Nevada County say more coronavirus info could be misleading, counterproductive
Special to the Sierra Sun
Amid calls from the public for more information on COVID-19 cases, Public Health Officer Ken Cutler provided more clarity on the county’s position at this week’s Board of Supervisors meeting.
According to Cutler, in addition to considerations of patient privacy, releasing more detailed location information could prove counterproductive to containing the spread of COVID-19.
“I think if people say, ‘It’s in X city or Y neighborhood, I should avoid that,’ they can be under the false impression that (the virus) is not with the person near them who has no symptoms,” Cutler said Tuesday. “I would not want people to feel falsely reassured that we know where it is. We have to act as if it’s all around us.”
County officials have said they are concerned about their ability to maintain patient confidentiality if they release that information while case numbers are low. The potential for members of the community to reveal people suspected of having tested positive for COVID-19 is a concern as well.
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“By listing the community with a relatively small number of cases like we have right now, it could be easier for someone to be identified,” Public Health Director Jill Blake said in an email.
Neighboring counties, some with fewer cases than Nevada County, provide information including age ranges, gender, confirmed cases, number of tests, region of cases in the county, and date of symptom onset.
Placer County, for example, lists age range, sex, region, hospitalization, intensive care unit patients, cases by date, confirmed cases and total tests. However, Placer County’s total test number — more than 2,800 — may include residents from other counties who were tested in Placer County, which may also be the case in other counties.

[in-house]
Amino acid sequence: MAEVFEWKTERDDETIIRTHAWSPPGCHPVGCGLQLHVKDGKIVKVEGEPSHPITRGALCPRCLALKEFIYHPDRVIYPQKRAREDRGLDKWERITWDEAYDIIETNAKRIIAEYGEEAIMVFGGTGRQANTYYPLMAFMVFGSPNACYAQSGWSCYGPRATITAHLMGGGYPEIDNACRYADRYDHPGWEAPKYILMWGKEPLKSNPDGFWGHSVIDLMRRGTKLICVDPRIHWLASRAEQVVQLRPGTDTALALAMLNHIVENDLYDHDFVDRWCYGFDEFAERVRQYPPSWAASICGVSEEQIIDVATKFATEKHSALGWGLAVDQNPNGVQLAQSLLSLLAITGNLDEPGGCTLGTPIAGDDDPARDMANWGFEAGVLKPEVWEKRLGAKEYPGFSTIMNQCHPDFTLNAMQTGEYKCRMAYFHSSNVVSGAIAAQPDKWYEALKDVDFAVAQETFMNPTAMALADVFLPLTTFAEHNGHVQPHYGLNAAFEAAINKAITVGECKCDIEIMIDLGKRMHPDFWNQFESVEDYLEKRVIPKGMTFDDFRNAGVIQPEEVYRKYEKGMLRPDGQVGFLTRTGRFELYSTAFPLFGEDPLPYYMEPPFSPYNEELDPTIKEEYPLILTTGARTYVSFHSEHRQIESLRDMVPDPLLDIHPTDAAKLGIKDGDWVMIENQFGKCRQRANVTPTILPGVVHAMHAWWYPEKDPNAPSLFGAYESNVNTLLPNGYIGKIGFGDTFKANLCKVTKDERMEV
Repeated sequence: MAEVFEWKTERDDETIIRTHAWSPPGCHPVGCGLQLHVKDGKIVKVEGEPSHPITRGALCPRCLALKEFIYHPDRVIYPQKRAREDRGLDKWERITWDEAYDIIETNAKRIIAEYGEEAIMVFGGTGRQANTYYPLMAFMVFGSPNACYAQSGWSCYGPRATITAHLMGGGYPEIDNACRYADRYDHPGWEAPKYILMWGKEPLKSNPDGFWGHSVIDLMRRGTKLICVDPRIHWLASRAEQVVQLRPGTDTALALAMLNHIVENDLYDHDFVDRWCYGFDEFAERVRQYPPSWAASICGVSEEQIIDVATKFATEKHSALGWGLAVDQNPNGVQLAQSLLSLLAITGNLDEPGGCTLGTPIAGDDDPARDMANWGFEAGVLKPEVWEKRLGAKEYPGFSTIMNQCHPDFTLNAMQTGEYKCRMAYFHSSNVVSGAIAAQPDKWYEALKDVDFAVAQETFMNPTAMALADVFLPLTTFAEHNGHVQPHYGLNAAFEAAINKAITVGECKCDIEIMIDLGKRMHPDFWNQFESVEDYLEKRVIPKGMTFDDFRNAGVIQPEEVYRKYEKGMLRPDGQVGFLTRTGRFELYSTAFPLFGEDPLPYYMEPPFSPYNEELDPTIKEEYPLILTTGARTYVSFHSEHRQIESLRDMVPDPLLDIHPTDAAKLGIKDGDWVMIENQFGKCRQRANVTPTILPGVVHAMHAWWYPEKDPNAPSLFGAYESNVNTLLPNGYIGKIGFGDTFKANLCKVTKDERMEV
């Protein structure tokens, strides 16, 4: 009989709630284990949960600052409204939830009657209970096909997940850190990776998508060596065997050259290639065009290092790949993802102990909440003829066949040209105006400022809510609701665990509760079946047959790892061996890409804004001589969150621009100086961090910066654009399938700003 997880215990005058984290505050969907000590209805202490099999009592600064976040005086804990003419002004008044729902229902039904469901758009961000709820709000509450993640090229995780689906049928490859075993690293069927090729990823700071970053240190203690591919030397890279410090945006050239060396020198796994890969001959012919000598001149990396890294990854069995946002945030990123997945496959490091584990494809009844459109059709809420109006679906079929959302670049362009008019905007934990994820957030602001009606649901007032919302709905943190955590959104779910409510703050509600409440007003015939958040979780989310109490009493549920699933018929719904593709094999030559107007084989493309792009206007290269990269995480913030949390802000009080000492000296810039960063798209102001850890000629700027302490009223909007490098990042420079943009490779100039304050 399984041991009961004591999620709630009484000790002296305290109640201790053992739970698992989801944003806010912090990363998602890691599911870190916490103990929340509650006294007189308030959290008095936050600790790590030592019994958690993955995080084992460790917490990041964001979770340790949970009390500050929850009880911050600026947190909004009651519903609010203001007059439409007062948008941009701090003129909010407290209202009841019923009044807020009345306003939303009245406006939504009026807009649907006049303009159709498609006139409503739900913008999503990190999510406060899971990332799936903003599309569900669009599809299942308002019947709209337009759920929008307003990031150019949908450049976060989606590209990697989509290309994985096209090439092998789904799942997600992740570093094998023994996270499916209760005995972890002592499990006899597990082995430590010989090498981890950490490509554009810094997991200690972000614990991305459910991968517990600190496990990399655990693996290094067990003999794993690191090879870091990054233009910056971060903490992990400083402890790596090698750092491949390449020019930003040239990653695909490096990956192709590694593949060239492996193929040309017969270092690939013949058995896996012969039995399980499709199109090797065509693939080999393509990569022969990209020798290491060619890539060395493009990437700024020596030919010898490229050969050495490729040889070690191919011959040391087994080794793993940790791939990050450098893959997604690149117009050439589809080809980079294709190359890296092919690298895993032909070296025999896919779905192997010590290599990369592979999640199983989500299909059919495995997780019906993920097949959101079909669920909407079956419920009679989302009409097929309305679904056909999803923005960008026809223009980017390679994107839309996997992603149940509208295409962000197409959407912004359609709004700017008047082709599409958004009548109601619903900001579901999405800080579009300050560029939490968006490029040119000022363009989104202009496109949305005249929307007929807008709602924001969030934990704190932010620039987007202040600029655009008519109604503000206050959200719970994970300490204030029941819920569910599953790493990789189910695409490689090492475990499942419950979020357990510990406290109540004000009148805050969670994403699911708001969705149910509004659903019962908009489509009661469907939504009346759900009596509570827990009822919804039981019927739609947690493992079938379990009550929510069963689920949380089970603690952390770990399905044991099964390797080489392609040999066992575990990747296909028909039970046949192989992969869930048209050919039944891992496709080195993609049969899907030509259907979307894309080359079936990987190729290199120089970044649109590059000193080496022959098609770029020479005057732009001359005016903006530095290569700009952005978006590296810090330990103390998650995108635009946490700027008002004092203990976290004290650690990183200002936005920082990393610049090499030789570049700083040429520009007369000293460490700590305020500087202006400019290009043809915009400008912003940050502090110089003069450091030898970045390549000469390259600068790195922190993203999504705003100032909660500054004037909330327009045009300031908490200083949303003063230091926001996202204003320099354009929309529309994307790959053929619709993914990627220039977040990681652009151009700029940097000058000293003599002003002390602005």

During the update, Cutler estimated the county has conducted about 900 tests, though the public health department has not been able to track all tests since commercial labs began providing testing. The county is notified when hospitals have confirmed cases.
While Nevada County could do something similar and determine a more detailed test count, Cutler said staff time would be better used elsewhere.
The health department also revealed during the update that 82% of cases were from people between the ages of 18 and 64, there was about an equal split in gender, and only eight of the 34 confirmed cases were still being case managed or isolated.
Cutler said while people should follow the Centers for Disease Control and Prevention recommendations to wear face coverings while in public, the public health department was not issuing an order mandating the masks over similar concerns that they could lead to people lowering their guard.
“If we don a face covering then get closer to people, go out more, wash our hands less, it will defeat that purpose,” Cutler said.
County resident Kathleen Medley said while she understands the health department’s position, she would like to see more face coverings become mandatory for employees of businesses that are still open.
“I want the employees of every store in this county to be directed to wear a mask, not just for my safety but theirs,” Medley said. “Every store should be doing it. I’m willing to stand on the corner and give away masks if I have to.”
According to the public health department, there are no current plans for that order.
Cutler emphasized no matter what case information is released, people should view the data as a limited look into the total picture of community spread and continue social distancing.
To contact Staff Writer John Orona, email firstname.lastname@example.org or call 530-477-4229.
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